Welcome back to week 2 of LA COMMUNE 2021, a virtual free school experience hosted by Roxanne Panchasi (a.k.a. RP) in collaboration with UNIT/PITT Society for Art and Critical Awareness.
The Paris Commune erupted in the spring of 1871 following more than a century of political, social, and economic transformation in France. After months of war and siege, the French capital’s working-class population rose up in March, holding elections, and forming their own government. The revolutionaries of the Commune attempted a complete overhaul of all aspects of life in the city. Instituting political and economic reforms, they also pursued a program of universal public education, the separation of Church and state, and the promotion of a radical culture.
For those of you who would like a little more background on the Paris Commune, check out “After Storming Heaven,” a Novara interview with scholar Dr. Laura Forster that was released last week.
Week 2 of the free school takes us through the period leading up to the election of March 26th, 1871. On that date, citizens of Paris who had the right to vote elected a municipal council that adopted “Paris Commune” as its official name. The council included 92 members, all men, from different classes and areas of the city—workers and artisans, owners of small businesses, doctors, lawyers, journalists, and artists.
COMMUNE STANDARD TIME
Here’s a TIMELINE that includes a number of key events that may help to situate this week chronologically and within the broader history of nineteenth-century France. We’ll be adding dates to the timeline each week, following events from March through May as we go.
*Note on viewing the Timeline: the view is best if you scroll to the bottom of the page and click “Timeline” and select full screen mode.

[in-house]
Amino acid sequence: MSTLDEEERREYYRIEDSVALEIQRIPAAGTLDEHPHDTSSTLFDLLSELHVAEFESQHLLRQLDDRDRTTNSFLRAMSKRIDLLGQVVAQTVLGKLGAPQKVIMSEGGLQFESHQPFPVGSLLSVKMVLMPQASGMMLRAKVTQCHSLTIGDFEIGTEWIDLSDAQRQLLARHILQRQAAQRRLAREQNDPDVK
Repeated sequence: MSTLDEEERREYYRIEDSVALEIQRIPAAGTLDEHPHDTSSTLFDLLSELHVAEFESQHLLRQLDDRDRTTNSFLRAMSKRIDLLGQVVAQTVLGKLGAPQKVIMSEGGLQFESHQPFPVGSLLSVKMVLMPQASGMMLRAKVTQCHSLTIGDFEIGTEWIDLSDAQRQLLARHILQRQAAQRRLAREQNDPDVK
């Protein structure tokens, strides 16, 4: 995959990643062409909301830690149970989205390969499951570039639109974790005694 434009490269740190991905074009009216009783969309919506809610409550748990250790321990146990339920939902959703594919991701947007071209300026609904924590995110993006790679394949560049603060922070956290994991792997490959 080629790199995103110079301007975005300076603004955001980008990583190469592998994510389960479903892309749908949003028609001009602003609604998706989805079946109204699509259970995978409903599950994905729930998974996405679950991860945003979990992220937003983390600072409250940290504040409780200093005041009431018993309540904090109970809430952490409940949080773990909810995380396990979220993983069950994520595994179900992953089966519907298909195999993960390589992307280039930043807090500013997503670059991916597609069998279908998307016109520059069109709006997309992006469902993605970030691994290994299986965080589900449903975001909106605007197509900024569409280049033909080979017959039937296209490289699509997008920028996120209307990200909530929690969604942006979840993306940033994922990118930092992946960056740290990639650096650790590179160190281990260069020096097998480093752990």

Each week of LA COMMUNE 2021 is anchored around an episode of radio 1871, an audio series created for a seminar in History at Simon Fraser University in 2021 with subsequent release via this free school in mind.
Turning around the manifesto as a form of writing and politics that was vital during the Paris Commune, this week’s episode features a conversation with Dr. Sarah Osment, a lecturer at New College of Florida in Sarasota who teaches a course called “Manifestos!”.
Sarah is also the co-editor, with Bob Ryan, of hyped on melancholy, an online quarterly magazine that features smart words about sad sounds.
“To the National Guardsmen of Paris”, 19 March 1871
“To the People”, 19 March 1871
“International Workingmen’s Association…”, 23 March 1871
“Delegations from the Provinces”, 23 March 1871
“Manifesto of the Paris Commune”, 19 April 1871
Prosper Lissagaray, ch. iii “The Eighteenth of March” & ch. viii “Proclamation of the Commune” in History of the Paris Commune, 1876
Two recent manifestos worth considering as we think about/with the Paris Commune in our current moment:
Manifesto for Abolition, 2020
A Manifesto for Our Times: the Challenge to Abolish Systemic Racism, Alice Walker, Mumia Abu-Jamal, Jeff Mackler, et. al., 2020
HAPPENINGS & HEADS-UPs
Here’s a brief BBC article about commemoration activities and debates in France that are already underway:
Hugh Scofield, “Paris Commune: The Revolt Dividing France 150 Years On,” BBC News, 18 March 2021
And don’t forget to check out the HAPPENINGS & HEADS-UPs section, a collection of Paris Commune-related & Commune-spirited events taking place in various sites during the period of the free school.